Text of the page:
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Saturday, December 18, 2010

Tourism, Commodification of Dayak Culture and Politics of identity in East Kalimantan, Indonesia

Title:Identitas Dayak :Komofifikasi dan Politik Kebudayaan
Author: Dr. Yekti Maunati Publisher: LKIS
 Place of Publication: Yogyakarta 
Year of Publication: 2004
 406 pages
The book about the differences in cultural and political identities of Dayak community in East Kalimantan .

Summary of the contents of the book; 
This book contains a brief review of the literature-the literature on Borneo. Where is the policy of western writers tend to describe people of Borneo as a diverse society, with a focus on  indigenous-exotic customs, such as long houses, the habit of hunting and herd etc.  

In chapter 2, is an ethnographic report on the community and History of LONG MEKAR, where the author described the village  landscape , linkages with the town and surrounding villages, demographics characteristics, as well as economic activities. Unlike Transmigration Villages that funded by the government, LONG MEKAR  was originally founded by the Dayak themselves. Their settlements are based on kinship relations. Just like many villages in Indonesia, the Dayak people at LONG MEKAR economically at marginal position and therefore  they living in a mobile that make  easier for them to do a jobs which not permanent job and  instead of seasonal job such  as a salesman and marginalised cultivators. In this chapter also examines the tattoos and ear lobe hole deliberately extended, generational changes, mutual help, social organization and kinship, mobility, the symbolism of the Dayak community, and melting relations of men and women. 


Chapter 3, the peeling problem of land disputes and internal conflicts, development projects undertaken by the new order government's , particularly in managing the  forests, has made a Dayak identity becomes problematic, because they took their forest and the land of the Dayak people meant to destroy the identification they were originally with the self and its territory. Dayak customary law and land ownership are ignored by the  new order  government's , and although land titling system has been effective, non-Dayak people do not respect it, and often manipulate because of  loose or open interpretations over land boundaries. in LONG MEKAR, land disputes that involving both outsiders and local people has increased from year to year and greatly affect the processes of the local Dayak community identity.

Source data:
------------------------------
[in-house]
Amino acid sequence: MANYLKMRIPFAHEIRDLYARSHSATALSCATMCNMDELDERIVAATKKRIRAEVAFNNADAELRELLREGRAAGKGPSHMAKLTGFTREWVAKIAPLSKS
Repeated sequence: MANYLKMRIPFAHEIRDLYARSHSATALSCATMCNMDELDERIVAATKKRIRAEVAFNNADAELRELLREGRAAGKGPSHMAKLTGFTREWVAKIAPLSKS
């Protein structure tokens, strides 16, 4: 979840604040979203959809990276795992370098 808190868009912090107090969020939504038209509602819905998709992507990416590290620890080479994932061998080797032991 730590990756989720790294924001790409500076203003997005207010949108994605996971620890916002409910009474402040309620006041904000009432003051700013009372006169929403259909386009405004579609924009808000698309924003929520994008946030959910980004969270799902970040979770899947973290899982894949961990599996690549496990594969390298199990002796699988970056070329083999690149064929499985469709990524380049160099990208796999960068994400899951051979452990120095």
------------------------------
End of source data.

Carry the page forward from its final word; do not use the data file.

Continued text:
Chapter 4, discussing  the economic aspects and cultural aspects of tourism industry. Tourism is not the central issue, but explored more as a way to understand how the Dayak identity encourages the commodification of culture which in turn leads to the formation of back and redefining what is meant  "Dayak" Dayak society's role in a politics and the country was reviewed .

Chapter 5 because it is not a possible to discuss all issues of political participation of  Dayak community. hence in this chapter is limited only to aspects that are considered to have a significant impact on identity formation. The first inter-state relations and the formation of Dayak identity. politics both local and Dayak identity. view of Indonesia as a country, modern nation that has long been a central political aspirations for this country. remember this was the relocation of indigenous people have long been the platform for this country. Contrary to this project, the promotion of ethnic tourism in East Kalimantan encourage people to maintain, preserve and develop their tradition-the old tradition for the sake of tourism. In this case, local politics, after the fall of the new order, ethnic conflicts and religious the more widespread.

Chapter 6, presents a brief review and conclusion that brings together elements of different and contradictory that together make up the experience and definition of contemporary Dayak identity.

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